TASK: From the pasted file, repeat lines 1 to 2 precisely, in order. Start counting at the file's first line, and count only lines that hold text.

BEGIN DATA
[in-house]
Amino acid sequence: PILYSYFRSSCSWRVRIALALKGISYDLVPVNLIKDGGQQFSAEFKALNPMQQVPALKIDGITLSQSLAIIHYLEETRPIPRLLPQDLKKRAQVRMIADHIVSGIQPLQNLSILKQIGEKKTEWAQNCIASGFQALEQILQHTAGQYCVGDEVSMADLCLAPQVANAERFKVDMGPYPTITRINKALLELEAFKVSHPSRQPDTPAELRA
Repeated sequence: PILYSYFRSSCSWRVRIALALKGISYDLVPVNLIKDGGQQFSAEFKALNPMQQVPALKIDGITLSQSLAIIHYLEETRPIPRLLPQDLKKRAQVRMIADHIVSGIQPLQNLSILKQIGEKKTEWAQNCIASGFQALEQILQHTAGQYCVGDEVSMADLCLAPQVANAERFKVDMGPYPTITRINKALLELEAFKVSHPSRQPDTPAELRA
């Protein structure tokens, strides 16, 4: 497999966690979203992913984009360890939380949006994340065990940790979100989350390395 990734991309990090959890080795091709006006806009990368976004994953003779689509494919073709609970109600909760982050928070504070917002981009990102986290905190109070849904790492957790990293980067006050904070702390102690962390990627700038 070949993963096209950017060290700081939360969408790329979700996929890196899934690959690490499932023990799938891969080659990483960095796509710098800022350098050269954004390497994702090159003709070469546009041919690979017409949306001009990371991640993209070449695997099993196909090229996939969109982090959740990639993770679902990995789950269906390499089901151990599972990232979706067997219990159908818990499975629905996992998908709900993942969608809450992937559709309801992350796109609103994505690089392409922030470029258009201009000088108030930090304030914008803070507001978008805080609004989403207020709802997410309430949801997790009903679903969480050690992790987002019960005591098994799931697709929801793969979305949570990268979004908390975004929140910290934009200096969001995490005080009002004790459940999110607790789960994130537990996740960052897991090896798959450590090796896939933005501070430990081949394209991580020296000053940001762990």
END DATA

[in-house]
Amino acid sequence: PILYSYFRSSCSWRVRIALALKGISYDLVPVNLIKDGGQQFSAEFKALNPMQQVPALKIDGITLSQSLAIIHYLEETRPIPRLLPQDLKKRAQVRMIADHIVSGIQPLQNLSILKQIGEKKTEWAQNCIASGFQALEQILQHTAGQYCVGDEVSMADLCLAPQVANAERFKVDMGPYPTITRINKALLELEAFKVSHPSRQPDTPAELRA